A report by the National Audit Office (NAO) has found that while government funding per pupil has remained virtually unchanged since 2014, a new national funding formula has contributed to a shift in the balance of funding from more deprived schools to less deprived schools.1
The Department for Education’s (the Department’s) total funding for mainstream schools2 increased from £36.2 billion in 2014-15 to £43.4 billion 2020-21. However, the increase in pupil numbers meant real-terms funding per pupil rose by only 0.4%. The Department plans to increase school funding in 2021-22 and 2022-23, so total and per-pupil funding is expected to rise in real terms by around 4%.
Between 2015-16 and 2019-20, cost pressures on mainstream schools were estimated by the Department to have exceeded funding increases by £2.2 billion, mainly because of rising staff costs. Teaching staff costs increased by an estimated £3.6 billion (17%) during this period because of rises in teachers’ pay costs and higher pension and national insurance costs. The cost of supporting an increased proportion of pupils with education, health and care plans also grew by around £650 million between 2015-16 and 2020-21. Overall, funding increases were projected to exceed cost pressures in 2020-21.
However, the Department did not take account of the potential impact of COVID-19 as part of its assessment of cost pressures. While the Department provided schools with funding during the early stages of the pandemic for exceptional costs, and later in 2020 to help schools cover costs arising from staff absences, several stakeholders told the NAO that this funding would be insufficient.3 The Department also provided funding for the extra costs of providing free school meals in early 2021, and plans to spend a further £3.1 billion between 2020-21 and 2024-25 to help pupils to catch up on learning lost during the pandemic.4
The Department implemented a new national funding formula in 2018-19, which means funding for schools is now allocated more transparently and consistently. It allocates three-quarters of school funding based on pupil numbers, and the remainder is based on factors relating to the characteristics of pupils and schools. Before 2018-19, local authorities received a per-pupil funding rate largely determined by the rate they had received in the previous year. The Department did not calculate funding at school level or explicitly base funding on need, which meant similar schools in different local authorities could receive quite different funding allocations.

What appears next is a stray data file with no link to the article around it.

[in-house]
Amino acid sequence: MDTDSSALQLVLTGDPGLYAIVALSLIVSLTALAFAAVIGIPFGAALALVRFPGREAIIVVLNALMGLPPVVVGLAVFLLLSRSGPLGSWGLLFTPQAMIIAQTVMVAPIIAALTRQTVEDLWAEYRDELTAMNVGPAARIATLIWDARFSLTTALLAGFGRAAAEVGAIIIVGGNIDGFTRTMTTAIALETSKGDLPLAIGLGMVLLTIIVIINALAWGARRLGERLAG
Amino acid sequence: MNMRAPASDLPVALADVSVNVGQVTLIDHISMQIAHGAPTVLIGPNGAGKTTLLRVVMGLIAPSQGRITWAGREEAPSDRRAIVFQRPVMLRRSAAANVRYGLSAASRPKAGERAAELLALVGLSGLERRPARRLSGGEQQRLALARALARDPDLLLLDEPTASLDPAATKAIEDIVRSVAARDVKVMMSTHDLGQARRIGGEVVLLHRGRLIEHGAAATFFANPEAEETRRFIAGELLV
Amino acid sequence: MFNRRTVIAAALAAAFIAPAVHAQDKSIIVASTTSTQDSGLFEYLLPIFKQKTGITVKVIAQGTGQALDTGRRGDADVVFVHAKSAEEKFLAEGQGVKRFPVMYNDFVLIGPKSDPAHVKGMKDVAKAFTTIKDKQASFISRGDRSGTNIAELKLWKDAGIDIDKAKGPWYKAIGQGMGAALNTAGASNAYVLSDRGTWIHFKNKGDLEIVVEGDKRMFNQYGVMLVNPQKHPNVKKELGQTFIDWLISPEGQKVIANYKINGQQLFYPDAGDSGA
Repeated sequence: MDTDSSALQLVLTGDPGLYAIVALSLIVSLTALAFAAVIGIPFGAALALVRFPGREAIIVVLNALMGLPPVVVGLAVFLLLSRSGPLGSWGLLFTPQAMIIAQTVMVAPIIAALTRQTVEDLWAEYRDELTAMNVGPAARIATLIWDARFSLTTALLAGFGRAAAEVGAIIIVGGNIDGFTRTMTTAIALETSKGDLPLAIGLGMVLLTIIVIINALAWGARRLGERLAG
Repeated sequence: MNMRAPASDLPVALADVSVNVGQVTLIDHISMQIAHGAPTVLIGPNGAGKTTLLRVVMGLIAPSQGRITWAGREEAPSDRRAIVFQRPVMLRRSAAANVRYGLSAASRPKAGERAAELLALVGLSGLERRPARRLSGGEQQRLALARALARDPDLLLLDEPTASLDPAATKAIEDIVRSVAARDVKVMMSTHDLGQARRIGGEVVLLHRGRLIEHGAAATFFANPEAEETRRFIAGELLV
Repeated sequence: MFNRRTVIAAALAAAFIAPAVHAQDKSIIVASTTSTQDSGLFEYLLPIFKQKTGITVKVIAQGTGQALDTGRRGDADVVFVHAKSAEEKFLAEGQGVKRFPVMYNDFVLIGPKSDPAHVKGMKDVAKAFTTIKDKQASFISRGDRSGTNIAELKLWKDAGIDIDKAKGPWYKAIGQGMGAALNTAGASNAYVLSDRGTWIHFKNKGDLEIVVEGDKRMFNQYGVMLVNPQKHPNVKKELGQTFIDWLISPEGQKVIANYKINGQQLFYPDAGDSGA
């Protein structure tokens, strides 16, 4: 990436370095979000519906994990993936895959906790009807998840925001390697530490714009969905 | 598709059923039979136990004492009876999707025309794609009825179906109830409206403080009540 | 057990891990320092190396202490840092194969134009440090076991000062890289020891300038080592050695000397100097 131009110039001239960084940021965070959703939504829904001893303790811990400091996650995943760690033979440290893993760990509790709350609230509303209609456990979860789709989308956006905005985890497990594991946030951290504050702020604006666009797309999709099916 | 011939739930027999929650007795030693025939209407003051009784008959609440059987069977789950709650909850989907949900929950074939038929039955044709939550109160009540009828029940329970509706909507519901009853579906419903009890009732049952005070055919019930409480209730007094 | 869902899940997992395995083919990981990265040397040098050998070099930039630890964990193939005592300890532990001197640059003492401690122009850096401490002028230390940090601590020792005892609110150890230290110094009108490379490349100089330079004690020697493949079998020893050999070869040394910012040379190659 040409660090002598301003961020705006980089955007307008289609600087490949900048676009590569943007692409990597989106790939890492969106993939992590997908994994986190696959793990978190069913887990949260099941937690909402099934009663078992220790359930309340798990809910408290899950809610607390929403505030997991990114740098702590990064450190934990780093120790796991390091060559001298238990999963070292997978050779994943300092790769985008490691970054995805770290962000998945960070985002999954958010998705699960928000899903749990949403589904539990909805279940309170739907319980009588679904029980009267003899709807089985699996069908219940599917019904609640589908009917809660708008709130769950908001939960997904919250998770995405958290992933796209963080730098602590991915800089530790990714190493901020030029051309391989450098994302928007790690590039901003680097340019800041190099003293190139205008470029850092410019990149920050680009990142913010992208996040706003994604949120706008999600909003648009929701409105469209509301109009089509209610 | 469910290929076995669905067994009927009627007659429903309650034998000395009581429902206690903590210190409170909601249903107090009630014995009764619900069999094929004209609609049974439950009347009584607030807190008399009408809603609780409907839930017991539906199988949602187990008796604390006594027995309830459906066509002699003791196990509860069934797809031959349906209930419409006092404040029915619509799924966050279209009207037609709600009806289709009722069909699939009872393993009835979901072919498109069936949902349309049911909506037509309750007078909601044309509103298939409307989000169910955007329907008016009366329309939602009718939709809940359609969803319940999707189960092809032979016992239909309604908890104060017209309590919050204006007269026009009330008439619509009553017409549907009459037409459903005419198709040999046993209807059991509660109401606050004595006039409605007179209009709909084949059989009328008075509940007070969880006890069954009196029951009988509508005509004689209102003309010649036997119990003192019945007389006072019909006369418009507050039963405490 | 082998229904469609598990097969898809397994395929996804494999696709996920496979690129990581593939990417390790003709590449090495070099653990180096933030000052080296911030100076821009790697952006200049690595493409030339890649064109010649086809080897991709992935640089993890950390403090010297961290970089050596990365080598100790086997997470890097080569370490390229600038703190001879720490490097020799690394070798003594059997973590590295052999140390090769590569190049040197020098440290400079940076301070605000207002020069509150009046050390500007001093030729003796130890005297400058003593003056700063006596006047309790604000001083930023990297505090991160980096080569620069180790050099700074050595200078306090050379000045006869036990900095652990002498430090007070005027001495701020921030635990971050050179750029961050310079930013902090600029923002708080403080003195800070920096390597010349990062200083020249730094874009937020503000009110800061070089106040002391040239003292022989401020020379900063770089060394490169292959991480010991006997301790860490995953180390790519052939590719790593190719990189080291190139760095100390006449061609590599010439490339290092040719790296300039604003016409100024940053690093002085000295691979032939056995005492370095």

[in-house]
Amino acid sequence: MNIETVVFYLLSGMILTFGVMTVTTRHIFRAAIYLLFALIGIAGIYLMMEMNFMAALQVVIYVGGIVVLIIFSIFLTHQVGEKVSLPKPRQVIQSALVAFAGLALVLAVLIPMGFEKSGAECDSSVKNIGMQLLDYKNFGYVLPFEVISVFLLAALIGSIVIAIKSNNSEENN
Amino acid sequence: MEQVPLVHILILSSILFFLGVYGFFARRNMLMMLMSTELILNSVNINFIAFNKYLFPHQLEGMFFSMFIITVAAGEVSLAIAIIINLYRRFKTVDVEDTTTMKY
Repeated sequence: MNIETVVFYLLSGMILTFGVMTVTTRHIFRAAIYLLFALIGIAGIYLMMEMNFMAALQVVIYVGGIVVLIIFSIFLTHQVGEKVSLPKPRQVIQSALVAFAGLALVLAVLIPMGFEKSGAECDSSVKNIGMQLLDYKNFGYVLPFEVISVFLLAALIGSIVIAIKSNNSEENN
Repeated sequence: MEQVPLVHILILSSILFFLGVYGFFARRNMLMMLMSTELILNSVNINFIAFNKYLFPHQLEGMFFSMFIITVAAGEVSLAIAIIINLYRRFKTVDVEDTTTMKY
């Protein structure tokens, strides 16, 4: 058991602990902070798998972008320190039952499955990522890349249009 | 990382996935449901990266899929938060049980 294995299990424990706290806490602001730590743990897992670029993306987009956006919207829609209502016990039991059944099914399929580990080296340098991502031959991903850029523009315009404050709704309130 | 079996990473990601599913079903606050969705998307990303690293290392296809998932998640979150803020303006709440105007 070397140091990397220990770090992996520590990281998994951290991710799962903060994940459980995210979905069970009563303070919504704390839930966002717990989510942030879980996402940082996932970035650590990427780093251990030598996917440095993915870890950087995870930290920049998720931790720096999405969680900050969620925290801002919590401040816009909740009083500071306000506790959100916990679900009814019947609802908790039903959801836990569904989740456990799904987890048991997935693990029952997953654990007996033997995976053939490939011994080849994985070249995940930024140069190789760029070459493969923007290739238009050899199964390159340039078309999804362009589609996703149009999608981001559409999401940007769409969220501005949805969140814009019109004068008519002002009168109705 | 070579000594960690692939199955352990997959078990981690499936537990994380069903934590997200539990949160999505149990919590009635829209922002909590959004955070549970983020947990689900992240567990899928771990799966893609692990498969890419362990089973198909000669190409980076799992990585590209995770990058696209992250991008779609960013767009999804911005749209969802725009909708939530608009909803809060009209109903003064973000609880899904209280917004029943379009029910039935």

As part of the national funding formula, the Department introduced a new minimum per-pupil funding arrangement. In 2020-21, the levels were set at £3,750 per primary pupil and £5,000 per secondary pupil. Under the minimum funding arrangement, 37% of the least deprived fifth of schools were allocated more funding in 2020-21. However, none of the most deprived fifth of schools were allocated an increase in funding as a result of this arrangement. This is because these schools were already receiving per-pupil funding above the new minimum requirement.
Under the national funding formula, more deprived local areas receive more per-pupil funding than less deprived areas as funding is linked to need, but the difference has decreased. The main reasons for the relative re-distribution of funding between local authorities were the introduction of minimum per-pupil funding levels and changes in relative need, such as the proportion of pupils eligible for free school meals.
Between 2017-18 and 2020-21, average per-pupil funding in the most deprived fifth of schools fell in real terms by 1.2%, while per-pupil funding in the least deprived fifth increased by 2.9%. In total, 58.3% of the most deprived fifth of schools saw a real-terms decrease in per-pupil funding.
The Department cannot ensure that that each school receives the funding calculated by the national funding formula or the intended minimum funding levels, since this is decided by local authorities and academy trusts.Local authorities can apply local funding formulae but must pass on minimum per-pupil funding to their maintained schools, while academy trusts do not have to do the same for academy schools. The government has said that it intends to move to a ‘hard’ national funding formula where schools’ budgets would be set directly by the Department based on the formula.